Drawn to Dance

NICK THORPE tries a novel way to let go of perfection and embrace the messy moshing of collaborative art.

Recently I learned to sketch with my feet.

It was one of several unusual skills I acquired at Drawn to Dance – a bizarre and exhilarating two-day experiment in which twenty of us gathered in a converted barn to find out what happens when you mix dancing and drawing.

What was most challenging at the outset was not so much learning to grip a charcoal stick between my toes using a rubber band – though that was tricky for sure, along with learning not to be self-conscious about combining it with my deeply uncool-but-enthusiastic brand of dad-dancing.

But harder still, for me at least, was the frustration of knowing that any line I managed to make on a piece of paper with my improvised toe-pen-shuffle could immediately be dance-scrawled across, smudged or even erased by someone else.


I’ve only relatively recently got the hang of collaboration. I grew up avoiding team sports as much as possible; constructed intricate Lego moneyboxes with interlocking sliding catches to keep others out; I was the opposite of expressionist, using a grid at Art A-level to ensure that my painting was as lifelike as possible.

Collaboration involved mess and negotiation and compromise whereas I liked to be in control or doing my own thing. I’ve changed a lot, but that boundaried child still lives in me.

So early in the weekend, I felt something close to grief watching the woman opposite me furiously rubbing out the lines I had laid down. In dramatic, timed segments of minutes and seconds, we were told to sketch, then move on, no room for perfection. It just about killed me.

But as time went on, something shifted. The drawing and the dancing became ever more intertwined, and our hands and feet and faces grew grubby with multi-coloured chalk streaks, and laughter punctuated the tribal beats coming from the sound-system.


On a vast paper canvas taped to the floor, a swirling stew of colour changed constantly as feet and hands and chalks moved across it. In the midst of all this it struck me that this was about life as much as art – the constant change, the accommodation we make between perfection and productivity, the rise and fall of a million ideas in a million workplaces and schools across the world.

I realised, grinning like a loon sometime on Sunday morning, that I was loving the communal connection to all these fellow humans, each with their own passions and ideas and sadnesses. I looked down at my smudged and knackered feet and even loved them too.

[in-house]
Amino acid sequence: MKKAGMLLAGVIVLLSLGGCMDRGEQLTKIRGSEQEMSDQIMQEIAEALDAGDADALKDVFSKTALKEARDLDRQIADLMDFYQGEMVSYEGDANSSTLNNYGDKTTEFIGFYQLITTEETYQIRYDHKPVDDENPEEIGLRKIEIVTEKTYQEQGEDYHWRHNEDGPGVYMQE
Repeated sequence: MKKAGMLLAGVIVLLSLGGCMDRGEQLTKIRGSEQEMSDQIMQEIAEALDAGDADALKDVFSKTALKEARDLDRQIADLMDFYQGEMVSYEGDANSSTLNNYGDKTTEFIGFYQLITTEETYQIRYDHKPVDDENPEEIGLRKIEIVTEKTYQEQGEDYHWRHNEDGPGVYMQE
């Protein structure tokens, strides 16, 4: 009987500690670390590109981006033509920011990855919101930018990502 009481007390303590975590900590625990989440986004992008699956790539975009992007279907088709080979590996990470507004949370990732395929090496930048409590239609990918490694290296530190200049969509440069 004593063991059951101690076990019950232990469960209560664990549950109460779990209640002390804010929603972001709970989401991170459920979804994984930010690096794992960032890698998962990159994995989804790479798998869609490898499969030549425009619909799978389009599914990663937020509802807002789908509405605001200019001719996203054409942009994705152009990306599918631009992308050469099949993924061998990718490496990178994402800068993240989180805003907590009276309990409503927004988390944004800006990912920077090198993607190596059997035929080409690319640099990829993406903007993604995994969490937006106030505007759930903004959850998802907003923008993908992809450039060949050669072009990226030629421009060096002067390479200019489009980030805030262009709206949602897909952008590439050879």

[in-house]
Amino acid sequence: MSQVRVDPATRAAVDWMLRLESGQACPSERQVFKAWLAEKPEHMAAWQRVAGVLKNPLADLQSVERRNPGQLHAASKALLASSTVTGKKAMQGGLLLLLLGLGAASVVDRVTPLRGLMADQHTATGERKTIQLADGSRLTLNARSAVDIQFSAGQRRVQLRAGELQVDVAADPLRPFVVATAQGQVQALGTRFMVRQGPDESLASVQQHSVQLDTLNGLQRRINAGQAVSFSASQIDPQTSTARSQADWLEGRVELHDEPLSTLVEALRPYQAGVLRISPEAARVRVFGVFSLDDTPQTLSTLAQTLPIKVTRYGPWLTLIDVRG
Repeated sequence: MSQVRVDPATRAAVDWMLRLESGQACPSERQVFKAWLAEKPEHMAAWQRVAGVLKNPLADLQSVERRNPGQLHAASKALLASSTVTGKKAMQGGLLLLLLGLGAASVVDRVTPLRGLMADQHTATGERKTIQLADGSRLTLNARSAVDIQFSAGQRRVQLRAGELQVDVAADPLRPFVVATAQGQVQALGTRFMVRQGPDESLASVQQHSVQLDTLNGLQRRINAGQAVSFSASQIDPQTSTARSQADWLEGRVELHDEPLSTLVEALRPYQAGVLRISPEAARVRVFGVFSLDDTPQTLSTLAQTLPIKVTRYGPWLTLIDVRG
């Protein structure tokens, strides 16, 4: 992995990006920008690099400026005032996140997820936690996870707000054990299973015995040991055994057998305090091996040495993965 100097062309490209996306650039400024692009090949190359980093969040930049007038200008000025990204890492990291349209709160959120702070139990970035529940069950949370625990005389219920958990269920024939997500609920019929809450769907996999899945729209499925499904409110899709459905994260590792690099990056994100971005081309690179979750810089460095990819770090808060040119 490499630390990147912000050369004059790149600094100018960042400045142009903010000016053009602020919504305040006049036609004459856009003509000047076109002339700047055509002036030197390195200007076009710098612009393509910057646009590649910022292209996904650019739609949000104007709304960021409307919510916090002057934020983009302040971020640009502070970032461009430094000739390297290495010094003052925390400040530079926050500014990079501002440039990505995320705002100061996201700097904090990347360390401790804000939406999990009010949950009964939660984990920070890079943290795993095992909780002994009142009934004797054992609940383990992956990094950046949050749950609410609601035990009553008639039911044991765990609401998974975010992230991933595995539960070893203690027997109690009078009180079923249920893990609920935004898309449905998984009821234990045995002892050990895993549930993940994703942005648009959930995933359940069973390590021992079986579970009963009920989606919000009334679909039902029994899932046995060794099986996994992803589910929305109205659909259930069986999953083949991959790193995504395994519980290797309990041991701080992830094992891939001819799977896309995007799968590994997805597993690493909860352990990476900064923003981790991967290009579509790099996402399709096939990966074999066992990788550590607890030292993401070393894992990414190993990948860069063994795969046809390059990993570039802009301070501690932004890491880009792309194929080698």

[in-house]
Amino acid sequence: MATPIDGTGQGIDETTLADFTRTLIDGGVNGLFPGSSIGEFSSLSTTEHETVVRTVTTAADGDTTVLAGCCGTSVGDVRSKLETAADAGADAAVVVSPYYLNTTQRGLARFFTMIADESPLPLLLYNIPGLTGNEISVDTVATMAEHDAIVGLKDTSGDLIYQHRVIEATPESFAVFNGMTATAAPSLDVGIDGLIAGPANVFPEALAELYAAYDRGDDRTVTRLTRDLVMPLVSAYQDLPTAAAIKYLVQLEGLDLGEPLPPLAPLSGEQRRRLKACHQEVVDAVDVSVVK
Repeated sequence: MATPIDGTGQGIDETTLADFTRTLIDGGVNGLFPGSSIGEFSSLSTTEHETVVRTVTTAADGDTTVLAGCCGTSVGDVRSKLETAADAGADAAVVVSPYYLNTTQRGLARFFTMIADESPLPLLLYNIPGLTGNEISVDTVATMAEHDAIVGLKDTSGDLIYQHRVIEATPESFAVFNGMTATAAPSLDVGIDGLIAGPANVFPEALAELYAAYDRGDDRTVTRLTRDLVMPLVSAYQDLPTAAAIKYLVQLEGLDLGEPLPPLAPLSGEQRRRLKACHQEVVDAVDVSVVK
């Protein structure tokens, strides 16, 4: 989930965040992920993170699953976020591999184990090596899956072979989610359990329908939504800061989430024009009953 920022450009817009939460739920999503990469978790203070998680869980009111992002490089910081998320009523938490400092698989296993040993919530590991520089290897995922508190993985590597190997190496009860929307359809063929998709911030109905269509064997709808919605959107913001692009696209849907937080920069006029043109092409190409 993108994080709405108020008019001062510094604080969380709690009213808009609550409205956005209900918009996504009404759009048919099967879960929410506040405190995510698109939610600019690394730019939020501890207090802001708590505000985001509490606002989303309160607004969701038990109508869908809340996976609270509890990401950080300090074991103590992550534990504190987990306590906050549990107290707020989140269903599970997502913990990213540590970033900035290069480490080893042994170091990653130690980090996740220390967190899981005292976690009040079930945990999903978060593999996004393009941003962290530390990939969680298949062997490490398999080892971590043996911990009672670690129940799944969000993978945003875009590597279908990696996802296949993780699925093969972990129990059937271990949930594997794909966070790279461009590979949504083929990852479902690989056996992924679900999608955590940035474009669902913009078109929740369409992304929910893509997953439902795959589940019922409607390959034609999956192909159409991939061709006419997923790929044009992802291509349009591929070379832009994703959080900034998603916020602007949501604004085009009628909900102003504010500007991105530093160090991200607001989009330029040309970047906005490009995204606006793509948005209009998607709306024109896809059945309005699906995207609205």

So much so, that when the facilitators – artist Jenny Smith and dancer Sarena Wolfaard – finally gave us the option of doing our own piece of work, untouched by others, I felt a wave of ennui at the idea of being alone again with my own perfectionism.


The other option was to stay in the centre, modifying our huge square of shared colour, and in the end I danced between both poles – stamped footprints on my own paper, modified and scrawled, and returned to the melee, then back to my own paper – before deciding to do something I would never previously have considered: I picked up my board, took it to another artist, and asked her to add to it.

She looked surprised but did so, then I took it to another and another – four people in all, adding to my own idea and improving it in my estimation, and also crucially relieving me of sole responsibility for how it ended up.

How it ended up was colourful, and interesting, and collaborative. I didn’t like it enough to take it home, but I was delighted when someone else took a shine to it – a reflexologist who liked the idea of pink footprints on her wall.

The weekend left me feeling excited on a number of levels, both at the sheer volume of beautiful work that was produced, in all its provisional beauty – and the exhilaration of letting go of my own need to be in sole command, and how wonderful it felt to share the process with others.


There was also a constant creative movement that felt deeply generative, and I’ve brought it home with me. It’s already injected a new in-the-moment freedom into my coaching practice (though be reassured, I’m not yet suggesting clients sketch with their toes). I’ve also been experimenting to see if I can take it into my writing.

On a whim and seeking to find the same urgency as those dance-drawings, I loaded up a Pomodoro timer on my computer, which gives me 25 minutes to work, and 5 minutes break. I wrote the first draft of the above non-stop without correction – and now, a few days later, I’m 2.45 minutes from the end of my only edit. Scary! 

If you’re reading this, it’s working so far. Let the dance go on.

For information on future Drawn to Dance Workshops, check out Jenny’s website and/or contact Sarena on sarena@movetobestill.com


Posted on: 01 Mar 2018 in Coaching, General, Psychology, Spirituality

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